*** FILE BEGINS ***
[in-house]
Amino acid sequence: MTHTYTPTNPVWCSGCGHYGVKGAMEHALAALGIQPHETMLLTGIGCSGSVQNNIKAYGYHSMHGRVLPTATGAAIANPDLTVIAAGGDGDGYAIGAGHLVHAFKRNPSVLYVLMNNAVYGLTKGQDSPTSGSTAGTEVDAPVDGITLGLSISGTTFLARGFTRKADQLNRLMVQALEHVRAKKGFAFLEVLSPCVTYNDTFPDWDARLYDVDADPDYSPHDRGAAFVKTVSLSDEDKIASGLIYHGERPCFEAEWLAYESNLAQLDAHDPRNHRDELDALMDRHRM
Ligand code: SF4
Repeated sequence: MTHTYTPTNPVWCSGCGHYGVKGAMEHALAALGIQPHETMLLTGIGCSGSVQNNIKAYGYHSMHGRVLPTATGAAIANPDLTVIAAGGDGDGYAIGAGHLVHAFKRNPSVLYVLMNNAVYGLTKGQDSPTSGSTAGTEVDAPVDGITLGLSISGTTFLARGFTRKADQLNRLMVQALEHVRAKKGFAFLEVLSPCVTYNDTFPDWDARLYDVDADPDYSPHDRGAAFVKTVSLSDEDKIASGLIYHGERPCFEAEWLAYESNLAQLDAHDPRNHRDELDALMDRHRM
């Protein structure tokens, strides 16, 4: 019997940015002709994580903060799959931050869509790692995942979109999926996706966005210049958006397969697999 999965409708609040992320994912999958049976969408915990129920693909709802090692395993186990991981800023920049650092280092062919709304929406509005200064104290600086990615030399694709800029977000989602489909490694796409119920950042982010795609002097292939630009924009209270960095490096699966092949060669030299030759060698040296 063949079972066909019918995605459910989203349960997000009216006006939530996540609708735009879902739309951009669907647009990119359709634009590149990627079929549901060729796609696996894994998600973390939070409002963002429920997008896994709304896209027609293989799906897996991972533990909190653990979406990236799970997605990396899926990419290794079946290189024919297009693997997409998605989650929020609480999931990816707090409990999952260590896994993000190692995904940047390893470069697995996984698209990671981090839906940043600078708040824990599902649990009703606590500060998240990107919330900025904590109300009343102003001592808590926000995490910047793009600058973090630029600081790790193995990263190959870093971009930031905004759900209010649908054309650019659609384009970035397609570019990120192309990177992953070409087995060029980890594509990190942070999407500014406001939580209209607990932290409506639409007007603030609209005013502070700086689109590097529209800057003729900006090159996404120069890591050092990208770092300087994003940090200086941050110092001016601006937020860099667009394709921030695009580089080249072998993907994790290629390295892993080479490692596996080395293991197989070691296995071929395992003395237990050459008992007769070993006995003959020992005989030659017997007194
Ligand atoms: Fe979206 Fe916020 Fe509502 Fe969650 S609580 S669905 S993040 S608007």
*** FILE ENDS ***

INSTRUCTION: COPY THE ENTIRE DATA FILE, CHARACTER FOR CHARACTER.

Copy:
[in-house]
Amino acid sequence: MTHTYTPTNPVWCSGCGHYGVKGAMEHALAALGIQPHETMLLTGIGCSGSVQNNIKAYGYHSMHGRVLPTATGAAIANPDLTVIAAGGDGDGYAIGAGHLVHAFKRNPSVLYVLMNNAVYGLTKGQDSPTSGSTAGTEVDAPVDGITLGLSISGTTFLARGFTRKADQLNRLMVQALEHVRAKKGFAFLEVLSPCVTYNDTFPDWDARLYDVDADPDYSPHDRGAAFVKTVSLSDEDKIASGLIYHGERPCFEAEWLAYESNLAQLDAHDPRNHRDELDALMDRHRM
Ligand code: SF4
Repeated sequence: MTHTYTPTNPVWCSGCGHYGVKGAMEHALAALGIQPHETMLLTGIGCSGSVQNNIKAYGYHSMHGRVLPTATGAAIANPDLTVIAAGGDGDGYAIGAGHLVHAFKRNPSVLYVLMNNAVYGLTKGQDSPTSGSTAGTEVDAPVDGITLGLSISGTTFLARGFTRKADQLNRLMVQALEHVRAKKGFAFLEVLSPCVTYNDTFPDWDARLYDVDADPDYSPHDRGAAFVKTVSLSDEDKIASGLIYHGERPCFEAEWLAYESNLAQLDAHDPRNHRDELDALMDRHRM
């Protein structure tokens, strides 16, 4: 019997940015002709994580903060799959931050869509790692995942979109999926996706966005210049958006397969697999 999965409708609040992320994912999958049976969408915990129920693909709802090692395993186990991981800023920049650092280092062919709304929406509005200064104290600086990615030399694709800029977000989602489909490694796409119920950042982010795609002097292939630009924009209270960095490096699966092949060669030299030759060698040296 063949079972066909019918995605459910989203349960997000009216006006939530996540609708735009879902739309951009669907647009990119359709634009590149990627079929549901060729796609696996894994998600973390939070409002963002429920997008896994709304896209027609293989799906897996991972533990909190653990979406990236799970997605990396899926990419290794079946290189024919297009693997997409998605989650929020609480999931990816707090409990999952260590896994993000190692995904940047390893470069697995996984698209990671981090839906940043600078708040824990599902649990009703606590500060998240990107919330900025904590109300009343102003001592808590926000995490910047793009600058973090630029600081790790193995990263190959870093971009930031905004759900209010649908054309650019659609384009970035397609570019990120192309990177992953070409087995060029980890594509990190942070999407500014406001939580209209607990932290409506639409007007603030609209005013502070700086689109590097529209800057003729900006090159996404120069890591050092990208770092300087994003940090200086941050110092001016601006937020860099667009394709921030695009580089080249072998993907994790290629390295892993080479490692596996080395293991197989070691296995071929395992003395237990050459008992007769070993006995003959020992005989030659017997007194
Ligand atoms: Fe979206 Fe916020 Fe509502 Fe969650 S609580 S669905 S993040 S608007």